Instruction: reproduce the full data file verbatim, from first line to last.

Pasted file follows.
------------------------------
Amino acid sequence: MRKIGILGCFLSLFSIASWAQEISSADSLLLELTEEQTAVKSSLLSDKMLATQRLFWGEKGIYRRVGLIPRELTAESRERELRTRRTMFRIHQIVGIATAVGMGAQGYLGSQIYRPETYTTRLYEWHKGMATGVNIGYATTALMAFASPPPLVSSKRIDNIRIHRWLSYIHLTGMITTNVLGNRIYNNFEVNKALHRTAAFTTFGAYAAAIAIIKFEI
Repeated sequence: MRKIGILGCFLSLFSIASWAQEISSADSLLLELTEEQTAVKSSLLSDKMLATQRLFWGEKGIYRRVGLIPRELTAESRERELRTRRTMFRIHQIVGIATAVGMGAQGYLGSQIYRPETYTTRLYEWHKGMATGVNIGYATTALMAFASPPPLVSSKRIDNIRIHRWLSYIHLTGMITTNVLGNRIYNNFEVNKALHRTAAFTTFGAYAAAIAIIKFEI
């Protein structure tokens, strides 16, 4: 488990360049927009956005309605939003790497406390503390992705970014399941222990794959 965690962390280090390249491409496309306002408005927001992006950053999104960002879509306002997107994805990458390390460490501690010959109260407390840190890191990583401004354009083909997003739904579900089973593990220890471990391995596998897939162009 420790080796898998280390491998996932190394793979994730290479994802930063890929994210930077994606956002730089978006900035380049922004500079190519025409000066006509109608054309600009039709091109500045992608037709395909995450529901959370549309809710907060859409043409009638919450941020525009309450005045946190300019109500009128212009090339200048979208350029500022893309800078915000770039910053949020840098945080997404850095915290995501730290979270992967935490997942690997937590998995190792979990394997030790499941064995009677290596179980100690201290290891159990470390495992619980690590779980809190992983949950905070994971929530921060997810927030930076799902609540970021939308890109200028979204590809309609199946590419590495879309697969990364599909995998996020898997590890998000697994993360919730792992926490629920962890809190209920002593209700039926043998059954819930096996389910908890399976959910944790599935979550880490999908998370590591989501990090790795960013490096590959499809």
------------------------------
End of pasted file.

Amino acid sequence: MRKIGILGCFLSLFSIASWAQEISSADSLLLELTEEQTAVKSSLLSDKMLATQRLFWGEKGIYRRVGLIPRELTAESRERELRTRRTMFRIHQIVGIATAVGMGAQGYLGSQIYRPETYTTRLYEWHKGMATGVNIGYATTALMAFASPPPLVSSKRIDNIRIHRWLSYIHLTGMITTNVLGNRIYNNFEVNKALHRTAAFTTFGAYAAAIAIIKFEI
Repeated sequence: MRKIGILGCFLSLFSIASWAQEISSADSLLLELTEEQTAVKSSLLSDKMLATQRLFWGEKGIYRRVGLIPRELTAESRERELRTRRTMFRIHQIVGIATAVGMGAQGYLGSQIYRPETYTTRLYEWHKGMATGVNIGYATTALMAFASPPPLVSSKRIDNIRIHRWLSYIHLTGMITTNVLGNRIYNNFEVNKALHRTAAFTTFGAYAAAIAIIKFEI
């Protein structure tokens, strides 16, 4: 488990360049927009956005309605939003790497406390503390992705970014399941222990794959 965690962390280090390249491409496309306002408005927001992006950053999104960002879509306002997107994805990458390390460490501690010959109260407390840190890191990583401004354009083909997003739904579900089973593990220890471990391995596998897939162009 420790080796898998280390491998996932190394793979994730290479994802930063890929994210930077994606956002730089978006900035380049922004500079190519025409000066006509109608054309600009039709091109500045992608037709395909995450529901959370549309809710907060859409043409009638919450941020525009309450005045946190300019109500009128212009090339200048979208350029500022893309800078915000770039910053949020840098945080997404850095915290995501730290979270992967935490997942690997937590998995190792979990394997030790499941064995009677290596179980100690201290290891159990470390495992619980690590779980809190992983949950905070994971929530921060997810927030930076799902609540970021939308890109200028979204590809309609199946590419590495879309697969990364599909995998996020898997590890998000697994993360919730792992926490629920962890809190209920002593209700039926043998059954819930096996389910908890399976959910944790599935979550880490999908998370590591989501990090790795960013490096590959499809």